If you are looking for an example of how an executive can really shine by being given free rein then look no further than Paul Dunne. Back in 2013, Dunne was a “lifer” at Implats where he had risen through the ranks to become group operations executive responsible for Implats’ processing and mining operations. His life changed radically when then Implats CEO, David Brown – who was an accountant – quit to be replaced by Terence Goodlace who was an engineer. Goodlace started getting heavily involved in Dunne’s technical workspace with the result there was a bust-up between the two executives. Dunne consequently shifted to run Northam Platinum. At that time, Northam was in survival mode struggling to keep its Zondereinde mine – the deepest in the platinum industry – profitable while bringing its new Booysendal operation into production. Fast forward to December last year when JP Morgan Cazenove rated Northam its “preferred pick” of all the South African platinum producers. Dunne gives a lot of the credit for that to his predecessor – Glyn Lewis – but he has successfully followed through on the Booysendal project and, on his watch, has put a string of strategic deals in place to cement Northam’s future growth and vastly improve its financial position. He has not got it all right, however. A few years back he confidently forecast a turn in the long-depressed platinum sector which has yet to arrive. Dunne subsequently commented that he should “have kept my big mouth shut”. The focus now is using free cash to derisk the firm’s balance sheet by buying preference shares held in its empowerment vehicle, Zambezi Platinum.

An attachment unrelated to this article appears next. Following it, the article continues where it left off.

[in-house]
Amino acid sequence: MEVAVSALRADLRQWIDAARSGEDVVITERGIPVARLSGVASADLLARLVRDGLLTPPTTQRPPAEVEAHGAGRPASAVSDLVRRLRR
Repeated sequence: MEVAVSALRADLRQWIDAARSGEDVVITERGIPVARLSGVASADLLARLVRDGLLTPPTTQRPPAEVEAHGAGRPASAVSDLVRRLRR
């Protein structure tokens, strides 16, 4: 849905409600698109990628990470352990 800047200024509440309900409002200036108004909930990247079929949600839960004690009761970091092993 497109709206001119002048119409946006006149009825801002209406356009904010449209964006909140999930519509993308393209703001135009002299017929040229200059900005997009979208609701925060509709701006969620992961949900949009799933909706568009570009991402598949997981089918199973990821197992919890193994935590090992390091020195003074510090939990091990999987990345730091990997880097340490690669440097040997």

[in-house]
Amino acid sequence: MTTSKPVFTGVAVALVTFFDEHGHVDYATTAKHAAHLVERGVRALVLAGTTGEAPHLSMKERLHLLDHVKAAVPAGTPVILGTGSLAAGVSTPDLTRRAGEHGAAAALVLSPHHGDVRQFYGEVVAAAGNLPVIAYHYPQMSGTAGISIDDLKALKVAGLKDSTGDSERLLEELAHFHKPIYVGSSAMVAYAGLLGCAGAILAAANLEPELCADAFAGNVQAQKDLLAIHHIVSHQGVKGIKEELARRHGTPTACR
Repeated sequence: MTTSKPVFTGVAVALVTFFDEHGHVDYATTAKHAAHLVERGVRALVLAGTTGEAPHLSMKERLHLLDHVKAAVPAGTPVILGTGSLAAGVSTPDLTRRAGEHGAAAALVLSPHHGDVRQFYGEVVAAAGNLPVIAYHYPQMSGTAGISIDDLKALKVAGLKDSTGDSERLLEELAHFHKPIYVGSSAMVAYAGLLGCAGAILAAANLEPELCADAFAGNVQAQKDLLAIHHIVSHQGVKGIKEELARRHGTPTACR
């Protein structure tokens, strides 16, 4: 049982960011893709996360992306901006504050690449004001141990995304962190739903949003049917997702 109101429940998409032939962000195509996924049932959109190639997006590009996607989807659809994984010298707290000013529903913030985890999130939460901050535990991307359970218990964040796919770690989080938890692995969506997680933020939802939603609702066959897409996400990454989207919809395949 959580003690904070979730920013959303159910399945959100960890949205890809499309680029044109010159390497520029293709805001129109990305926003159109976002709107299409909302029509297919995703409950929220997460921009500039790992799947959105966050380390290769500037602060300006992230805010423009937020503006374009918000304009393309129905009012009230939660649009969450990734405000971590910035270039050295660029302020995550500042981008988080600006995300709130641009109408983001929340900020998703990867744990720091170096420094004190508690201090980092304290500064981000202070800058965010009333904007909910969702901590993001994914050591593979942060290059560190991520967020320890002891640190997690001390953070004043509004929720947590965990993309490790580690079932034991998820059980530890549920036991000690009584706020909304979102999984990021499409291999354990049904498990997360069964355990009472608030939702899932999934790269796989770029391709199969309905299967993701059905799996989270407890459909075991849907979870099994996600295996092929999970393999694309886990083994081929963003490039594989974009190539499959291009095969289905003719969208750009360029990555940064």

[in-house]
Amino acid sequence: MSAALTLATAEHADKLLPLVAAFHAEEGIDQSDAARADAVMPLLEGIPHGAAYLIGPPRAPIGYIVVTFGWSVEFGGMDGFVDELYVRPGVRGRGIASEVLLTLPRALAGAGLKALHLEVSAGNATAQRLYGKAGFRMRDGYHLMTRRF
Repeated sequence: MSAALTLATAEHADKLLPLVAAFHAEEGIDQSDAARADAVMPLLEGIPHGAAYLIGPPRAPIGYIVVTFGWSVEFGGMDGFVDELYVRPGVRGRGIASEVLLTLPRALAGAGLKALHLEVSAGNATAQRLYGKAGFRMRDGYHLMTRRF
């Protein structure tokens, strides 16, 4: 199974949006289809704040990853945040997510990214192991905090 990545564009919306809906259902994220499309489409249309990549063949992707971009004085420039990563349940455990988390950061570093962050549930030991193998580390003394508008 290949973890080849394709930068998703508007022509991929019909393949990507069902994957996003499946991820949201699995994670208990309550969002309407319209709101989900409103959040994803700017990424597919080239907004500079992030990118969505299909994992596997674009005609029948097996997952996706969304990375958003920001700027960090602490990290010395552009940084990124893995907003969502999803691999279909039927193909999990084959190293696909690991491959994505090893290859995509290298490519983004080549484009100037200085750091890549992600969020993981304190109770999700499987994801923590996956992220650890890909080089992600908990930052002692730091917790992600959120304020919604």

"NOBODY KNOWS WHEN THERE WILL BE A SWITCH TO INCREASED USE OF PLATINUM (IN MOTOR VEHICLES) BECAUSE OF A LACK OF AVAILABILITY OF SUFFICIENT PALLADIUM."
LIFE OF PAUL
Dunne joined Implats in 1987 with a BSc Honours in electrical engineering and worked his way up through the ranks. He gives full credit to two former Implats’ CEOs: John Smithies and the late Steve Kearney for their influence in shaping his career and developing his ability to manage people. “They both had people skills and clear principles of fairness and even-handedness that engendered my respect for them,” said Dunne.